Steve Wieberg: BCS gets exactly what it wantedPublished 2:55pm Thursday, January 3, 2013
In its 15th and next-to-last season, the Bowl Championship Series found the peace and prosperity of an argument-free, everybody-on-board title game.
It hit college football’s mother lode, a Notre Dame-Alabama showdown for the national title that already is stirring the masses, ratcheting up ticket demand and promising five weeks of overhype. Arguably, it’s the greatest championship-game matchup the BCS has delivered.
If not, it’s on the short, short list.
Sunday’s final BCS Standings nailed it down: the Fighting Irish at No. 1, ‘Bama at No. 2, all the voting and computer processing a formality after the Crimson Tide got past Georgia 32-28 in a thrilling Southeastern Conference championship game. Notre Dame is the sport’s third all-time winningest major-college program. Alabama ranks eighth. It’s the fourth time that a season has played down to a meeting of top 10 programs in the BCS’ big game and the first since Alabama and Texas squared off in the Rose Bowl at the end of the 2009 season.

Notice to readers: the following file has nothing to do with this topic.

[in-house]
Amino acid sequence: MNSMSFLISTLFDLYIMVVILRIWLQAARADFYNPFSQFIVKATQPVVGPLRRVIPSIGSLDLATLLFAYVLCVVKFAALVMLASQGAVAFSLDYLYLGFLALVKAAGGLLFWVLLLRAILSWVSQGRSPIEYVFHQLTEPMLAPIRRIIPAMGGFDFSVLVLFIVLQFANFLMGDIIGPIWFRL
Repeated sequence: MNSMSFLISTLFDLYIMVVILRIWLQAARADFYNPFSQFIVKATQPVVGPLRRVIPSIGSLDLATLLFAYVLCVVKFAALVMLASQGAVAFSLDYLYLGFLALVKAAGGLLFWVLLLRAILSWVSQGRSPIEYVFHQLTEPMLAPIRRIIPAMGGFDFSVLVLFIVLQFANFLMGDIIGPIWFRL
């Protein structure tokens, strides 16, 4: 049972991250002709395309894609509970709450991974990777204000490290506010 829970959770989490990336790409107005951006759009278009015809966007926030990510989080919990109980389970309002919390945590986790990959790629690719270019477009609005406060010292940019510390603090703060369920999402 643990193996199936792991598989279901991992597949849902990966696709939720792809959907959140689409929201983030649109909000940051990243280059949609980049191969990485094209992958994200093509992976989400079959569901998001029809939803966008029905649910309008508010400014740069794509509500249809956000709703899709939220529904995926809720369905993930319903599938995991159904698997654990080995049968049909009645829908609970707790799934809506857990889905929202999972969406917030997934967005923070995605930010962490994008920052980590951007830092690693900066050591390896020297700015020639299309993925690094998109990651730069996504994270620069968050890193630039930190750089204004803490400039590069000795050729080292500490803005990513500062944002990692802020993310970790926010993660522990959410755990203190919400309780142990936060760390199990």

More telling, going back to the BCS’ inception in 1998, this is the first involving Notre Dame.
The Yankees of college football are unbeaten and reascended to the sport’s big stage in Brian Kelly’s third season as coach. Never before now had the Irish finished higher than sixth in the BCS rankings. In the five years before this one, they were nowhere to be found among the final top 25.
They wrapped up a perfect regular season two Saturdays ago, the only BCS-eligible team to do so (Ohio State being grounded by NCAA sanctions).
Looming overhead is the sport’s Death Star, the omnipotent Southeastern Conference, home to Alabama and the sport’s last six national champions. The once-beaten Crimson Tide is seeking its third title in four years, something that hasn’t been done since Nebraska from 1994-97 — and before that, Notre Dame from 1946-49.
The Tide and Fighting Irish have spent a quarter of a century apart, not taking the same field since 1987. They haven’t faced off for these kinds of stakes since the very first of their six meetings, in the Sugar Bowl at the end of the 1973 season, when both were undefeated and Alabama entered No. 1, Notre Dame No. 3.
They delivered a masterpiece, trading the lead six times en route to a 24-23 win by the Irish on Bob Thomas’ field goal in the final 4½ minutes. The two teams split the national championship, the nation’s coaches sticking with their prebowl rankings (the Tide at No. 1) and most everybody else elevating Notre Dame.
Depending on whom you count as a selector, the programs have combined for a total of 22 or 27 championships.
‘Bama coach Nick Saban said after Saturday’s come-from-behind victory over Georgia that he wasn’t certain of the date of next month’s title game. Just that there are weeks of waiting.
“I’ll look at the calendar sometime tomorrow,” he said.
Mark it: Monday night. The season gets a big-bang finish in Miami.
(Steve Wieberg is a former writer for USA Today. His column is courtesy the Bowl Championship Series.)